Getting hands-on with the iPad mini could just as easily be called a ‘hand-on’, since it’s so easy to hold it one-handed and tap with the other hand. The first thing you notice when you pick it up is just how thin and light it is. With a smooth aluminium back, you feel like you could flip it like a coin, or spin it on your palm.
In term of design, the Ipad mini is more like the iPhone 5 than previous iPad, featuring an all-black rear case for the black version and a silver one for the white, with chamfered edges arouund the edge of the display. Like the iPad 2 and 4, it features a set of magnets on the side for use with Apple’s Smart Cover (and other accessories), though the change in size means it has a new Smart Cover without the visible metal hinge.
iPad Mini Review – The Design
You can grip iPad mini with a couple of fingers on the bottom, or even strecth your hand across the back as if you’re holding an iPhone 5 or iPod Touch. It’s 13.5cm wide and feels nicely balanced at 20cm high, weighing just 308g or 312g for the cellular version. This makes it even better as an e-reader than the larger iPad models, since you can hold the iPad mini in one hand for much longer before feeling fatigued.
The aluminium back meets the glass front at the super-shiny, diamond polished chamfer reminiscent of the one on the iPhone 5. The white version has a matte silver back, while the black version’s charcoal aluminium back matches the black iPhone 5 perfectly.
Unlike many other recent smaller tablets, such as Google Nexus 7 and the Amazon Kindle Fire HD, the Ipad mini sports an aspect ratio of 4:3 rather than 16:9. Apple’s reasoning here is that the wider screen (in portrait orientation) gives you more room for content. On the flipside, this does mean you inevitably suffer letterboxing when watching widescreen, 16:9-ratio video, so there’s a trade-off.
In our testing, we noticed that typing on the smaller onscreen buttons and keys will take a bit of getting used to – assuming you’re already using an iPad before. But of course, they’re smaller, but still tappable. Actually the buttons you’re aiming at aren’t any smaller than they’d be on an iPhone or iPod Touch. In fact everything, down to the apps icons on the Home Screen, is smaller than on the iPad 4 – especially as these float in the a 4×5 grid with generous space around them. But then that’s another trade-off for having a smaller and lighter device, of course.
The thin bezels on either side of the screen (when held in portrait) give you enough on an area to grip while still minimizing how far your finger will have to stretch to reach the screen’s edges. The screen is bright and bold, with the deep black and sharp text, although it’s not quite iPad 4-quality.
The Difference Compared to Fullsize iPad
Dimensions > Given it’s name, you’d expect one of the main attractions of the iPad Mini to be it’s size and weight. It weighs just 308g (312 for the 3G version) and can easily be held in one hand. Its also 32 percent thinner and a whopping 53 percent lighter.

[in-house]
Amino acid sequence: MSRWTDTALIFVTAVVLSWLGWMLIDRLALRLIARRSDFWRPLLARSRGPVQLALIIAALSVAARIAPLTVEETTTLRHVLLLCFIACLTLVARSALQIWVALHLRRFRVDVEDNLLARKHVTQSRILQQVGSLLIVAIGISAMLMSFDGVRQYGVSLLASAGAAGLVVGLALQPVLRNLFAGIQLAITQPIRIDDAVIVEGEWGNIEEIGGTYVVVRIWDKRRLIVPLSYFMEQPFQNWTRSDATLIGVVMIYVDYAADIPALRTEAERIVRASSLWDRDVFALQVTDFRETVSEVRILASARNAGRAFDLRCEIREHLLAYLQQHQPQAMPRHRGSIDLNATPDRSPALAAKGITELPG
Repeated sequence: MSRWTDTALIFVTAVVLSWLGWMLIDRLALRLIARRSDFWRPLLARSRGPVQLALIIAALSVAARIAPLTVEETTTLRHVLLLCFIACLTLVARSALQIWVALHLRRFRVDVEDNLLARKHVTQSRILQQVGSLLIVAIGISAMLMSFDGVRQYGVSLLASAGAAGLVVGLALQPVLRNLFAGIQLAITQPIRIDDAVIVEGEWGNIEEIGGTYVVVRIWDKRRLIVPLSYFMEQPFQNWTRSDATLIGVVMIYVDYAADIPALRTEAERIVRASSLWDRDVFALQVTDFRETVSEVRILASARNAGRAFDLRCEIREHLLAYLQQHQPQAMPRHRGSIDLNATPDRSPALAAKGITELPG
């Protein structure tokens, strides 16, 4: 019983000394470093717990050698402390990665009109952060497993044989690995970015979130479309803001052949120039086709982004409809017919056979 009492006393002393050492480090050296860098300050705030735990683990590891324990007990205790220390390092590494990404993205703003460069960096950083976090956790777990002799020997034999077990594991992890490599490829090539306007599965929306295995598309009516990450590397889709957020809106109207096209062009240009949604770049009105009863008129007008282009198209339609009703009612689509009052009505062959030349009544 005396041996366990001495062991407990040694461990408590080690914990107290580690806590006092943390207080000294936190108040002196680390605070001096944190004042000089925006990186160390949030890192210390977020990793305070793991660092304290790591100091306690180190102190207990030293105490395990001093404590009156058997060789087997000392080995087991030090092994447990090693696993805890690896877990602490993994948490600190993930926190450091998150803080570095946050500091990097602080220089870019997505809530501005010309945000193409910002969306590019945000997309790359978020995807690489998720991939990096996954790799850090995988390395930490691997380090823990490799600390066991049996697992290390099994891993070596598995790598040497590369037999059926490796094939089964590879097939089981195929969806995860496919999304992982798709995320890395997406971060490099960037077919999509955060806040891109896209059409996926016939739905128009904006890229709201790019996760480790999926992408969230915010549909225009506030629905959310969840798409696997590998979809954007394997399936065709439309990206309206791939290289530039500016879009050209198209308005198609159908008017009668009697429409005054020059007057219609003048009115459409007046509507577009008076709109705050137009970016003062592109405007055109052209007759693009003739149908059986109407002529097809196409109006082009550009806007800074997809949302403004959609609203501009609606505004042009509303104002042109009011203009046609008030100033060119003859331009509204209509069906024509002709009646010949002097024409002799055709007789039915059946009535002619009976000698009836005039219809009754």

Cameras > Both cameras on iPad mini – the front facing FaceTime camera HD and the rear iSight camera – are identical to the iPad’s. The FaceTime camera, design for video chats, offers 1.2MP photos, 720p video and face detection. The iSight camera is for general shots, and sports 5MP, autofocus and a five-piece lens.
Screen > Obviously the screen of the iPad mini is smaller than the iPad’s, at 7.9 inches versus 9.7 inches, and it makes a difference to the resolution too. The mini doesn’t have a Retina display, instead opting for a res 1024 x 768 at 132ppi – the same as that of the iPad 2. As the image doesn’t look as sharp as the latest iPad.
Case and Controls > Like the iPhone 5, the mini uses anodised aluminium for its casing, which is very comfortable to hold and provides a bit more traction for gripping than a smoother surface. All the physical buttons, such as the volume rockers, on/off and sleep/wake buttons, and screen lock, together with the headphone socket, are in the same place as the iPad.
Lightning Connector > After nine years, Apple decided to replace the old dock connector used by older iPads (and iPhones). The new Lightning connector is 80 percent smaller than the old connector, saving space, and it’s also reversible. meaning that the cable doesn’t need to be the ‘right’ way around to plug it in.
What’s more, the Ipad mini runs native apps, has a whopping 10 hours of battery life on average, and is extremely light and portable. It’s also comfortable to hold for long periods of time and won’t lead to wrist fatigue when you’re watching a movie, which is exactly what you want from a portable device.
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